The remediation of hearing deterioration in children with large vestibular aqueduct syndrome

Chun Yu Lin, Szu Lan Lin, Chun Chu Kao, Jiunn Liang Wu

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29 Citations (Scopus)


Based on imaging findings, large vestibular aqueduct syndrome (LVAS) in early childhood is the most common cause of sensorineural hearing loss. Children with LVAS are at a high risk of suffering sudden deteriorations in hearing. This study was to review treatment of sudden hearing deterioration in children with LVAS who underwent corticosteroid therapy. We conducted a retrospective study of patients presenting to an academic tertiary medical center. Sixteen children of LVAS were evaluated. Corticosteroid therapy (prednisolone 1-2 mg/(kg day) or equal titer's dexamethasone) was administered as soon as sudden hearing loss developed. The pure tone audiometric result improved more than 10 dB at two or more consecutive frequencies and was regarded as a significant response to corticosteroid therapy. Sixteen cases comprising 12 boys and 4 girls were retrospectively analyzed in this study. The mean age at which LVAS was diagnosed was 2.3 years. Mean follow-up for the 16 cases from the first clinic visit to November 2003 was 4.2 years. The initial audiograms varied from down-sloping, valve or rising patterns. In addition, bilateral enlargement of the vestibular aqueduct was found to all children and the mean diameter of right and left ears were 7.23 and 6.83 mm, respectively. Seven children had totally experienced 13 episodes of sudden hearing deterioration. After receiving corticosteroid therapy in time, 11 of 13 episodes had indicated significant responses to treatment, a response rate of 85%. Early detection of LVAS and the timing of treatment are crucial for preventing the residual hearing from deteriorating. As soon as the hearing deterioration of a child with LVAS is recognized, aggressive intervention such as corticosteroid therapy should be performed in no time.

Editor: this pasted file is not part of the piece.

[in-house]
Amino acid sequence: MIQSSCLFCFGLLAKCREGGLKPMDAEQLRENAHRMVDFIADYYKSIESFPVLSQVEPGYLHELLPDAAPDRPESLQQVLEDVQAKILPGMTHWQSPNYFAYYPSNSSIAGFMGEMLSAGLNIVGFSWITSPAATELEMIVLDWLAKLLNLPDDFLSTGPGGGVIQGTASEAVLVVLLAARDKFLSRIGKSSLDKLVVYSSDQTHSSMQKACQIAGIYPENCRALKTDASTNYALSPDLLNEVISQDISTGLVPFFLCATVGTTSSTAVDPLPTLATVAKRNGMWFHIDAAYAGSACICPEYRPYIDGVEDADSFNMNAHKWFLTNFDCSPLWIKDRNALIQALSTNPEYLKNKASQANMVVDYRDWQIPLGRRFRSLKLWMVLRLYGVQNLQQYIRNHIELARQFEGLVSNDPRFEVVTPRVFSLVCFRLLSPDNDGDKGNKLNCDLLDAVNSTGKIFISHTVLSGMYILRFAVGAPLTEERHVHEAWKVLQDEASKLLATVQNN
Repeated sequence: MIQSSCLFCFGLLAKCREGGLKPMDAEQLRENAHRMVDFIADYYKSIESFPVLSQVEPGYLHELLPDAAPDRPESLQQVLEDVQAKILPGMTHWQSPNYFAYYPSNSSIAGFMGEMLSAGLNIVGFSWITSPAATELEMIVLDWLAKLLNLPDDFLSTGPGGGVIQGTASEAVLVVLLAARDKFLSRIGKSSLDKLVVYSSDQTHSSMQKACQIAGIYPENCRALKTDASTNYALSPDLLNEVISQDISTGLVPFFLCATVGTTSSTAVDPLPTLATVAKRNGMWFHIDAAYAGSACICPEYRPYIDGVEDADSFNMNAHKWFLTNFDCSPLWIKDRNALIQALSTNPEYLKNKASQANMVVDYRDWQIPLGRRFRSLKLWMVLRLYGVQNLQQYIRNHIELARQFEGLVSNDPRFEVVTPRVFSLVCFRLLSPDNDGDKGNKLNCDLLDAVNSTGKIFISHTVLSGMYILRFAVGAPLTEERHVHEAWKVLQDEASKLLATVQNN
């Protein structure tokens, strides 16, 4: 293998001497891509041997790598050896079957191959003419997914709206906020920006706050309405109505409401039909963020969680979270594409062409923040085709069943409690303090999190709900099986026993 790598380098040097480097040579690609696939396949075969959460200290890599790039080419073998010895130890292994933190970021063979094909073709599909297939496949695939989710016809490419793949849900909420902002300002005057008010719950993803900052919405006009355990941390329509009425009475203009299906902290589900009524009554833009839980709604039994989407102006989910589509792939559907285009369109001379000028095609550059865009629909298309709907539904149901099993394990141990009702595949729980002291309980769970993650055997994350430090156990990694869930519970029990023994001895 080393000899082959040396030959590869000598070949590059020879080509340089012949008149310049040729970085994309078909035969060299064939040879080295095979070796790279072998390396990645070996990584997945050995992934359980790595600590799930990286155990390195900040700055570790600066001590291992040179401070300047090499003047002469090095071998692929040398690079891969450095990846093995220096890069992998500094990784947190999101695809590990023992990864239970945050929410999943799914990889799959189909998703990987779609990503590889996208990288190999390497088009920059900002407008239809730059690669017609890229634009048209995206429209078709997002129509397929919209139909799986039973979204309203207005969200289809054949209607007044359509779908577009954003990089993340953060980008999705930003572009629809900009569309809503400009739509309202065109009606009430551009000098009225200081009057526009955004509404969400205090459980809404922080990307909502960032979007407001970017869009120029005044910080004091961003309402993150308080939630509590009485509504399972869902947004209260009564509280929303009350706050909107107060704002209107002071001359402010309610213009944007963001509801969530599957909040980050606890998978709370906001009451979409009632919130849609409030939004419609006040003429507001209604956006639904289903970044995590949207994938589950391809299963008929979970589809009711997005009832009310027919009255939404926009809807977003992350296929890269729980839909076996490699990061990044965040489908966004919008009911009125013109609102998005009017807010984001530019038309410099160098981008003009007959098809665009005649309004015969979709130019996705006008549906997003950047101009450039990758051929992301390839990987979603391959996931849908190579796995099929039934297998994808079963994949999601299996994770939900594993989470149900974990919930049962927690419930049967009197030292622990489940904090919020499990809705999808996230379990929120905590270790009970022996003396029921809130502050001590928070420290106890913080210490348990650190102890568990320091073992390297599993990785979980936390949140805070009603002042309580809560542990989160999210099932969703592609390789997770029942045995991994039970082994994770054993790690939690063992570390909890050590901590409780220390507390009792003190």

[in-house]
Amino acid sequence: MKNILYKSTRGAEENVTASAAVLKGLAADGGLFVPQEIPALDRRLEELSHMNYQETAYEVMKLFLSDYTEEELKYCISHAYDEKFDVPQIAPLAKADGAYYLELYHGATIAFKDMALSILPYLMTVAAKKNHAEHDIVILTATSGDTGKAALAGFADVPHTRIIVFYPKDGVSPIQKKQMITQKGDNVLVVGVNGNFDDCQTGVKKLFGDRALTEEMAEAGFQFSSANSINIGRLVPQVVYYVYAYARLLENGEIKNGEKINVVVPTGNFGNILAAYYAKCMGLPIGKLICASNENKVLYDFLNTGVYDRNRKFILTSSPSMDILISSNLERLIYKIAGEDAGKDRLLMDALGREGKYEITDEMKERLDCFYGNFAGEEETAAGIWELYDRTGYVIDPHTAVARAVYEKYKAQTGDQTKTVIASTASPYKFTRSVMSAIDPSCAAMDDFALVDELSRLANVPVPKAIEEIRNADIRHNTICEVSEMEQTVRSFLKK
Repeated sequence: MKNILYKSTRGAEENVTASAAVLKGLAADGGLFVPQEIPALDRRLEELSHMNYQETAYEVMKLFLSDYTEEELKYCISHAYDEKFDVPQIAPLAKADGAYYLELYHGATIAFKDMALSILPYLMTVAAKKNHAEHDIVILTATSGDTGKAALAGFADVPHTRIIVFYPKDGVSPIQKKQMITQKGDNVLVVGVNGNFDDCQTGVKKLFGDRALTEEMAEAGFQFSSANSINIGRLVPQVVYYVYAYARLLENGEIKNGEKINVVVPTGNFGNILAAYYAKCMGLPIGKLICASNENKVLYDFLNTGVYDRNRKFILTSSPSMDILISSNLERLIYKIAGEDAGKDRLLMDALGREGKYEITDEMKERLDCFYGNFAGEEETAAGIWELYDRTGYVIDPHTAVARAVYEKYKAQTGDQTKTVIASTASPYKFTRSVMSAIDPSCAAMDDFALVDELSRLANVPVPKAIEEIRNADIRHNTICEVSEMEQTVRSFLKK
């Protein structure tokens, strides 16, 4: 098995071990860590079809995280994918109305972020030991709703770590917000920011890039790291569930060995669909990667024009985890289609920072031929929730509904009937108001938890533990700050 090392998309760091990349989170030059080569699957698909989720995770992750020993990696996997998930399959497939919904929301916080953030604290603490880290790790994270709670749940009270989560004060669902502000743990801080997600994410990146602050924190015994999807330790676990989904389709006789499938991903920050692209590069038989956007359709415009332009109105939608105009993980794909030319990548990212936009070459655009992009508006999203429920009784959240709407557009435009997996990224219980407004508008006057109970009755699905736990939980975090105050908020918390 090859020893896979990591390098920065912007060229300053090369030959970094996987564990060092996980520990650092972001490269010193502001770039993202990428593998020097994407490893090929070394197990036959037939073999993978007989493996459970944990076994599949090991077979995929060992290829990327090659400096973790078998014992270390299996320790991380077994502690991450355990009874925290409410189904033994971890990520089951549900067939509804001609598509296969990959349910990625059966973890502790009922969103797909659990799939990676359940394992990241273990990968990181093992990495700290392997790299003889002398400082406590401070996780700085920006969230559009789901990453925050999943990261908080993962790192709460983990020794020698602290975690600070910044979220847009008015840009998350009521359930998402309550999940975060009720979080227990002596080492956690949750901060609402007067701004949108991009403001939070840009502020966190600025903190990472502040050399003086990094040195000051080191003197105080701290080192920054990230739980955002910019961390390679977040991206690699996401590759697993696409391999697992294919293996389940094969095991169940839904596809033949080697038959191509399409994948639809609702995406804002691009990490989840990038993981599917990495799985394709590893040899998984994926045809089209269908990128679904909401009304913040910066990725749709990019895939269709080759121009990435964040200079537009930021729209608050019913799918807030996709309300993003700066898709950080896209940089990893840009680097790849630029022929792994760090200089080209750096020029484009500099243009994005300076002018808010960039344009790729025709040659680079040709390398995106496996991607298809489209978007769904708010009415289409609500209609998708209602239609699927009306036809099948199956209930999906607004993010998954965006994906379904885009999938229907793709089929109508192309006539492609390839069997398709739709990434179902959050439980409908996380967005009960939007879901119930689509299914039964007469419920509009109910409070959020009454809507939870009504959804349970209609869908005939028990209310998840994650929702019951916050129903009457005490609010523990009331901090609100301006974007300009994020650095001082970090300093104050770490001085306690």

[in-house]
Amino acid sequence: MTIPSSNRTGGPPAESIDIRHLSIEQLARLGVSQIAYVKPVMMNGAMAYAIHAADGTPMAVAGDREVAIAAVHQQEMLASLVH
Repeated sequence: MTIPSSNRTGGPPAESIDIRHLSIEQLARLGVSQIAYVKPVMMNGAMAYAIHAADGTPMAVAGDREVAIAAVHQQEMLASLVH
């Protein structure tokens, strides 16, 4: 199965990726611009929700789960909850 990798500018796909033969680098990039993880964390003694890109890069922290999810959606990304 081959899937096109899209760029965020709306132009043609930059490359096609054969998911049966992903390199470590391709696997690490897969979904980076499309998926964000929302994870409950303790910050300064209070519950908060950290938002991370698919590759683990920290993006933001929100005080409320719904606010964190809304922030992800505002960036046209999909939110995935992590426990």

Original languageEnglish
Pages (from-to)99-105
Number of pages7
JournalAuris Nasus Larynx
Issue number2
Publication statusPublished - 2005 Jun

All Science Journal Classification (ASJC) codes

  • Surgery
  • Otorhinolaryngology


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